Backstage: Jason Stromquist

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From Offstage to Backstage (but this time in the Holland Center house), we're excited to introduce you to another member of the Omaha Symphony!

If you've been to an Omaha Symphony concert recently, you'll have seen the creative solutions we've found to keep the musicians safe and physically distanced. With safety protocols in place, we've found the use of the choir loft above the stage is the perfect place for the brass musicians to perform! Today, though, we asked trombonist Jason Stromquist to come down from the choir loft and join us on stage before rehearsal (from six feet away!) to talk trombone, Omaha, the music he loves most, and more!

Jason was kind enough to oblige and chatted with us before rehearsal began:

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How did you choose your instrument?

I had a twisty road to trombone. I started on a baritone-like instrument in fourth grade called tenor horn, which is basically a baritone small enough for a fourth grader to play. My father played trombone and taught high school band. When I was twelve my father’s tuba player couldn’t go on tour, so he brought a tuba home and asked me, “can you learn this in two weeks?”.

After that I played tuba and only played trombone in jazz band. I had the opportunity to play 2nd trombone on Mahler’s 1st Symphony with the San Francisco Youth Symphony at a band camp at the University of British Columbia when I was fifteen. After that I fell in love with the trombone’s role in orchestral music and switched my focus to trombone.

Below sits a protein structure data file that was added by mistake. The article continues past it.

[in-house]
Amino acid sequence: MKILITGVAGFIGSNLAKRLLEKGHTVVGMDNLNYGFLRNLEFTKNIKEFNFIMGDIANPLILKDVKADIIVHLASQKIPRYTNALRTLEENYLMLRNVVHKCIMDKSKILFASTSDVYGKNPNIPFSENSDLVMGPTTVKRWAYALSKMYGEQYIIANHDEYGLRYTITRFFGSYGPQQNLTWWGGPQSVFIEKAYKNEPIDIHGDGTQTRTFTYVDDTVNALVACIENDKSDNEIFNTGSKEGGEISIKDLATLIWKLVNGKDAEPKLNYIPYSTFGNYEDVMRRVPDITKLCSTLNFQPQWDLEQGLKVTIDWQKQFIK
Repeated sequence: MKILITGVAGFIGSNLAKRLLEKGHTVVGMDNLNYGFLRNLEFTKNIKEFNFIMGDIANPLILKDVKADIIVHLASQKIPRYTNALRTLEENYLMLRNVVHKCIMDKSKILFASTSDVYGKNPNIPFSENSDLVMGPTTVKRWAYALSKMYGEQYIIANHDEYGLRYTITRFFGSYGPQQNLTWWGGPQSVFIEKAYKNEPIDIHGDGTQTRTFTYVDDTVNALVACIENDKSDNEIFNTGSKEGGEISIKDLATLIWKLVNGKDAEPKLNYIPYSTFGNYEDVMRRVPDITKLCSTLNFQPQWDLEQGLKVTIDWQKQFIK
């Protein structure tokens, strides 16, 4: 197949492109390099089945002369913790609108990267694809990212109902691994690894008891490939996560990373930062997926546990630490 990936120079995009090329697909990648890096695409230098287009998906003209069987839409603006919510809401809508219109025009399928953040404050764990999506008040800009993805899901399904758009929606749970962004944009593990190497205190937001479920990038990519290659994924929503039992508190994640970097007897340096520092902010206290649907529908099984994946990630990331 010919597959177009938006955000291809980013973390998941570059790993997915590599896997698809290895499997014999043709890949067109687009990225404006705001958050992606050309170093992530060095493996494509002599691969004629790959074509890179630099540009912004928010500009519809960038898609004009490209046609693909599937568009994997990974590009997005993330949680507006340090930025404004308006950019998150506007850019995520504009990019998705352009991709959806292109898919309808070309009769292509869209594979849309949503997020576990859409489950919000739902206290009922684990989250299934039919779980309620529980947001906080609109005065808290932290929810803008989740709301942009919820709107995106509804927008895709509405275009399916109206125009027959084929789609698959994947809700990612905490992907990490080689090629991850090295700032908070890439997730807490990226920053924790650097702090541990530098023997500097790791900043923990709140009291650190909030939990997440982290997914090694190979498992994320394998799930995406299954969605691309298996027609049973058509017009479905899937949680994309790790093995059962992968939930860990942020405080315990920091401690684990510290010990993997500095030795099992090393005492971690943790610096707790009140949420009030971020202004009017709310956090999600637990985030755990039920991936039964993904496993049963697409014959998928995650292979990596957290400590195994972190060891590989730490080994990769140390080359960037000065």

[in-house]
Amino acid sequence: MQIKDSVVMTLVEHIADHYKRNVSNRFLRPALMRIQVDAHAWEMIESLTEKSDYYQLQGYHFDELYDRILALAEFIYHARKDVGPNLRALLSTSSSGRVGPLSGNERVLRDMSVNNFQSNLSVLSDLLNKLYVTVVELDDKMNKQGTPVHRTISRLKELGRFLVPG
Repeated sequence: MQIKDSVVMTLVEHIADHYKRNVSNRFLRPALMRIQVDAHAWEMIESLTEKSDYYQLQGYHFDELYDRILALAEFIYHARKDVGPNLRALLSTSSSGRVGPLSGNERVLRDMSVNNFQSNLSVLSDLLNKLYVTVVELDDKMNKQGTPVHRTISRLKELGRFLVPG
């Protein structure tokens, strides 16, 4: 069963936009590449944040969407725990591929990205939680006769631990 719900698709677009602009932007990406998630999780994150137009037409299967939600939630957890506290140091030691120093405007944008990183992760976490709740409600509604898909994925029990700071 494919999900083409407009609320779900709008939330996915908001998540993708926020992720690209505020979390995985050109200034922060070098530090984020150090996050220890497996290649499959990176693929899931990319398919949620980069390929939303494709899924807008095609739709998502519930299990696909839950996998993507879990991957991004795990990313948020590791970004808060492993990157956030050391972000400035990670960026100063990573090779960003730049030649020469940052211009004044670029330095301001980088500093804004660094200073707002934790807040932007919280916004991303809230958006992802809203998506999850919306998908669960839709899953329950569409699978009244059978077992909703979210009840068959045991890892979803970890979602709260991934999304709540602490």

What’s your favorite thing about being a musician?

I love being a part of the huge team it takes to bring a symphony orchestra concert together. It’s hard work for everyone and the sense of community successful performances bring is very rewarding.

What’s something people might not know about being a professional musician?

I spend anywhere between 20 to 30 hours practicing on my own every week. If I take more than one day off of playing, I will quickly lose the muscle tone required to make it through challenging performances.

What’s your favorite Omaha restaurant?

Hiro Sushi!

What do you like to do when you’re not playing music?

Spending time with my wife and two kids, cooking, bike riding, reading, and playing video games.

If you could choose another instrument of the orchestra to play instead of your’s, what would it be?


What would you be doing if you weren’t a professional musician?

Either a computer engineer or running my family’s restaurant in Coos Bay, OR.

What’s your favorite thing about Omaha?

It’s a great place to raise kids!

Do you have any party tricks?

I do a pretty good Johnny Cash at Karaoke! Playing pop tunes on the piano can keep the party going.

What’s something about you that surprises people?

I’m a dual citizen of Canada and the United States.

What would you tell someone who has never been to the symphony but is interested in attending a performance?

I would tell them that you don’t have to know anything about classical music to enjoy a performance. Live orchestral music is something special that can only be experienced in person. A recording on a home stereo doesn’t do it justice.

What advice would you give someone looking to live a more musical life?

You could always learn an instrument or dust off one once abandoned. It’s never too late.

What do you wish you had known as a student?

How to practice more efficiently.

What are your top three desert island pieces?

Mahler’s 5th Symphony, Bach’s Cello Suite #2, Puccini La Boheme.

What piece made you fall in love with classical music?

Mahler’s 1st Symphony.

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Catch Jason and the rest of the musicians of the Omaha Symphony this spring—check out our full spring 2021 line-up here. Tickets are on sale now!

Meet the rest of the orchestra here.